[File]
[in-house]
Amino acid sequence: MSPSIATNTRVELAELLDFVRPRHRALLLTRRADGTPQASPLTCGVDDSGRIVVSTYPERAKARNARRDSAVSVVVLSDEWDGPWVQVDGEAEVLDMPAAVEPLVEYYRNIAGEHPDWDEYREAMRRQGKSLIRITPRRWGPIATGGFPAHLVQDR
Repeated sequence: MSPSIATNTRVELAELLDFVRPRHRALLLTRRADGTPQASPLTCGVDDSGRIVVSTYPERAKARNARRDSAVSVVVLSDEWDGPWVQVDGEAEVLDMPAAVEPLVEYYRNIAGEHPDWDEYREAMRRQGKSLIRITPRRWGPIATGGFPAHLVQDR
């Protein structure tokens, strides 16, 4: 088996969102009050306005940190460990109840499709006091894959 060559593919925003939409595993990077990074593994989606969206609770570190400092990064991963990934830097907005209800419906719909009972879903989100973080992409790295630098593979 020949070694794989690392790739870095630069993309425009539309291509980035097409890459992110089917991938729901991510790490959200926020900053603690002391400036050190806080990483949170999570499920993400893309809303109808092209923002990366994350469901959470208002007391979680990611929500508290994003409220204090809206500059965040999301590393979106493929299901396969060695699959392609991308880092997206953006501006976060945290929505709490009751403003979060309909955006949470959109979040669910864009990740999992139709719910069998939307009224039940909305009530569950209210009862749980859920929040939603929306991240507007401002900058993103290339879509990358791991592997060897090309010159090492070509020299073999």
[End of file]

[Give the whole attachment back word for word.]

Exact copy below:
[in-house]
Amino acid sequence: MSPSIATNTRVELAELLDFVRPRHRALLLTRRADGTPQASPLTCGVDDSGRIVVSTYPERAKARNARRDSAVSVVVLSDEWDGPWVQVDGEAEVLDMPAAVEPLVEYYRNIAGEHPDWDEYREAMRRQGKSLIRITPRRWGPIATGGFPAHLVQDR
Repeated sequence: MSPSIATNTRVELAELLDFVRPRHRALLLTRRADGTPQASPLTCGVDDSGRIVVSTYPERAKARNARRDSAVSVVVLSDEWDGPWVQVDGEAEVLDMPAAVEPLVEYYRNIAGEHPDWDEYREAMRRQGKSLIRITPRRWGPIATGGFPAHLVQDR
């Protein structure tokens, strides 16, 4: 088996969102009050306005940190460990109840499709006091894959 060559593919925003939409595993990077990074593994989606969206609770570190400092990064991963990934830097907005209800419906719909009972879903989100973080992409790295630098593979 020949070694794989690392790739870095630069993309425009539309291509980035097409890459992110089917991938729901991510790490959200926020900053603690002391400036050190806080990483949170999570499920993400893309809303109808092209923002990366994350469901959470208002007391979680990611929500508290994003409220204090809206500059965040999301590393979106493929299901396969060695699959392609991308880092997206953006501006976060945290929505709490009751403003979060309909955006949470959109979040669910864009990740999992139709719910069998939307009224039940909305009530569950209210009862749980859920929040939603929306991240507007401002900058993103290339879509990358791991592997060897090309010159090492070509020299073999």